Rachel and I headed out to dinner at a family in our shul at whom we had not eaten before. They were a couple with four children, all boys. I debated what games to bring. I was going to bring For Sale and Sticheln, but ended up up only bringing Sticheln, because it was less obtrusive. This is not because I know how to play Sticheln, but because it has 6 suits and cards from 0-18 in each suit, which let's me play any of a dozen or more games.
Remember that these are not game players, as far as we know. Also, shabbat meals follow a certain understood pattern: kiddush, challah, various foods, songs, dessert, go home. Gaming is not on the list.
Rachel even warned me, "You don't have to bring a game. These are intelligent people. We can have a conversation." The implication being not as I humorously chose to interpret, which is that gaming is not intelligent, but that gaming either presents a barrier to communication or is needed when conversation hasn't developed. Still, I said "Duh! Duh! Duh!" to Rachel all the way over.
Turns out that the father and I had a nice conversation about how his Dungeon Mastering is going with his kids and the merits of old style D&D and alternate RPGs versus the 3e version that he uses with his kids. Other conversations were also held; something about literature.
I played David and Goliath with them; it's not a great game. It has about zero strategy. And while it has some interesting tactics, I haven't decided if any of them are really of any value, or if it basically is all luck. But the game does present a new way of thinking, which is why it makes an interesting demonstration.
Sat afternoon we went to Nadine's who was hosting Rachel's weekly shiur. Afterwards we played Puerto Rico. I took second position and Nadine took third, since randomly drawing for positions before previous games hadn't been assigning us equivalent frequencies at each position.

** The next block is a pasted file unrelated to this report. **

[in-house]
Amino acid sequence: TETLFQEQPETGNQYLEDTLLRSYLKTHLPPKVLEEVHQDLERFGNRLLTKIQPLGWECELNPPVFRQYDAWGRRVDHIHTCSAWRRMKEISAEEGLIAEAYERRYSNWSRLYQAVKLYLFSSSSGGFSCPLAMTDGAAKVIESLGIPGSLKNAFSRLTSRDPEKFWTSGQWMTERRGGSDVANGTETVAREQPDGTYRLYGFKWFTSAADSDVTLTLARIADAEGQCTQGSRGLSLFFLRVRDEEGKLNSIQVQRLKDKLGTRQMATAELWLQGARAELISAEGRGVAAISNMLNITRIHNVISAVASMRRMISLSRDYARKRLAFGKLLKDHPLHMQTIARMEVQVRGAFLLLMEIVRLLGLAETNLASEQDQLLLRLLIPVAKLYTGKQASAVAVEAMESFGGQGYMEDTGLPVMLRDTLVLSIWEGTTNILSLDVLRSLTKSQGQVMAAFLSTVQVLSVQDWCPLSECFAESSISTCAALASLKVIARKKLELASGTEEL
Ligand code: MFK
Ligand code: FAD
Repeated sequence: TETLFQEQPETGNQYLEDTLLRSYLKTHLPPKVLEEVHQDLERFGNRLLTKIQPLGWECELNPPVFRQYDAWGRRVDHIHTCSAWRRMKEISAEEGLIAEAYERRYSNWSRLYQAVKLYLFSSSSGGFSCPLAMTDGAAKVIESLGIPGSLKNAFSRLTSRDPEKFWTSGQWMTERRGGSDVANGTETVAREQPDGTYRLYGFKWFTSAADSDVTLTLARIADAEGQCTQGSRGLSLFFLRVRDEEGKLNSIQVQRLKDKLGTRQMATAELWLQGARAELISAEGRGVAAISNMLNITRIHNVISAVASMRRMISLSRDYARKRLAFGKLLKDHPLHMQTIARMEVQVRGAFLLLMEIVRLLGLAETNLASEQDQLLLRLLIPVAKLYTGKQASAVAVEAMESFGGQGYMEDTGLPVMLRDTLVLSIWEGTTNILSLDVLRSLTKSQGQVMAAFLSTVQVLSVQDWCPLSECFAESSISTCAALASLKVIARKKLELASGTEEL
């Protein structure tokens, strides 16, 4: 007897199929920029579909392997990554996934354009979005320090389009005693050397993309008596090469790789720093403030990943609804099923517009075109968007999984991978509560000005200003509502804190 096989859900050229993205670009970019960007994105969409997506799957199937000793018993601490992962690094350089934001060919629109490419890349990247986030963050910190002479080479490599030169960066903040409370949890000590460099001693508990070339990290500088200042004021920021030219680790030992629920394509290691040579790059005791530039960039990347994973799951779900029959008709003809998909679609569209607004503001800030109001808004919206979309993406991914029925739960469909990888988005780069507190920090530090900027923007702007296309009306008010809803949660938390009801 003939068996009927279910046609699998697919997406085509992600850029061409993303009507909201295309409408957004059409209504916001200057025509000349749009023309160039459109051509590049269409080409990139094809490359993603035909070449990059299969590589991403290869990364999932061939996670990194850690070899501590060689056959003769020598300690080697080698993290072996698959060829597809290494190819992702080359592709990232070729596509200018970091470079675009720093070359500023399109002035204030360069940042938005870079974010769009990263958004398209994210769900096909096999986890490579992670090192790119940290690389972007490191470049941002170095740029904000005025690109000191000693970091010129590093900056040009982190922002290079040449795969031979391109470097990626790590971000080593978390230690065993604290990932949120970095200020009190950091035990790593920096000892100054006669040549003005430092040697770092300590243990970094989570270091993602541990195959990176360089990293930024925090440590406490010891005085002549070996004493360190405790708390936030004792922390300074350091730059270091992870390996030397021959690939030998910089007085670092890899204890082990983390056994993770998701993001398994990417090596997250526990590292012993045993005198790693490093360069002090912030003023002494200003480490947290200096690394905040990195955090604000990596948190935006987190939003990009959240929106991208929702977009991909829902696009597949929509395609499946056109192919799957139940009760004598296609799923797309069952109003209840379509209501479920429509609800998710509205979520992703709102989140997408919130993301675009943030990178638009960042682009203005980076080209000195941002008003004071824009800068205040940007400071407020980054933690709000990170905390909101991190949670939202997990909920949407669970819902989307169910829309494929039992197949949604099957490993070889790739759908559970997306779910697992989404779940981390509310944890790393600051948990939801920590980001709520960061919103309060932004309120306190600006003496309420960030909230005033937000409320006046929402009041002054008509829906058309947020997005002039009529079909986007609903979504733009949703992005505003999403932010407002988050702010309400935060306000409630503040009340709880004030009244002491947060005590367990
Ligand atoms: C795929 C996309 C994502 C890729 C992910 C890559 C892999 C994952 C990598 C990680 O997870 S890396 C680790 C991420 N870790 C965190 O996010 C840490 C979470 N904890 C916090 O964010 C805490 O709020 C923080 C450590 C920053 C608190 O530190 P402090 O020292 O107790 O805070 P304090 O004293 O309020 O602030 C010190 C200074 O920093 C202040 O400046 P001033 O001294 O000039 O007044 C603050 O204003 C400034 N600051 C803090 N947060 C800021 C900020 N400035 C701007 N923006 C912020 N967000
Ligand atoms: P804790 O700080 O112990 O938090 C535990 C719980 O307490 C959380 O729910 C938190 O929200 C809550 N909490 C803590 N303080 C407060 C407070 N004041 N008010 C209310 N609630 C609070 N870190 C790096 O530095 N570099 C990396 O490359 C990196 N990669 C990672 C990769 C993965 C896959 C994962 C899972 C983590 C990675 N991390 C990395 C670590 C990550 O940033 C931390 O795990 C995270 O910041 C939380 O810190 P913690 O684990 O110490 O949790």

The game hinged on a good choice by Nadine at the beginning of round six. The boats had corn and sugar. At the end of round five, even though both Rachel and I could have manned indigo, Rachel was only set to produce sugar, I was set to produce corn and coffee, and Nadine was set to produce corn and tobacco. The trading house had corn, indigo, and sugar in it. Settler had two gold, Trader one gold, and Craftsman one gold.
Nadine was governor and chose craftsman. Since nobody was producing indigo, Rachel decided to ship. My corn wasn't enough protection, and my coffee was forced onto a boat, leaving Nadine with her tobacco. We argued for a minute or two on whether Rachel should just have taken Settler, which would have let me trade Coffee, but then Rachel could take Trader the next round and trade sugar while Nadine traded tobacco.
Anyway, I still felt like I was doing ok, even though they both had Factories, while I had Harbor. I then got a Wharf while Nadine also got a Harbor. Rachel had Small Warehouse, but all she was doing was saving up corn, since the boats were always stuck. Rachel was kind of thinking she was going to lose, and I was kind of thinking that I was going to win. I knew I would be a large building behind, but I figured that I was more than ten VP's ahead.
Turns out that I was mistaken. Rachel eventually got the corn shipped, and both of them got their two big buildings, and Nadine ended the game before I could man my only large building. I chose to buy that building when I could have shipped instead, which would have been better for me. C'est la vie. I also forced Nadine to end the game with buildings, since I was set to mass ship the next round. Nadine ended with 52, Rachel with 48, and I had 45.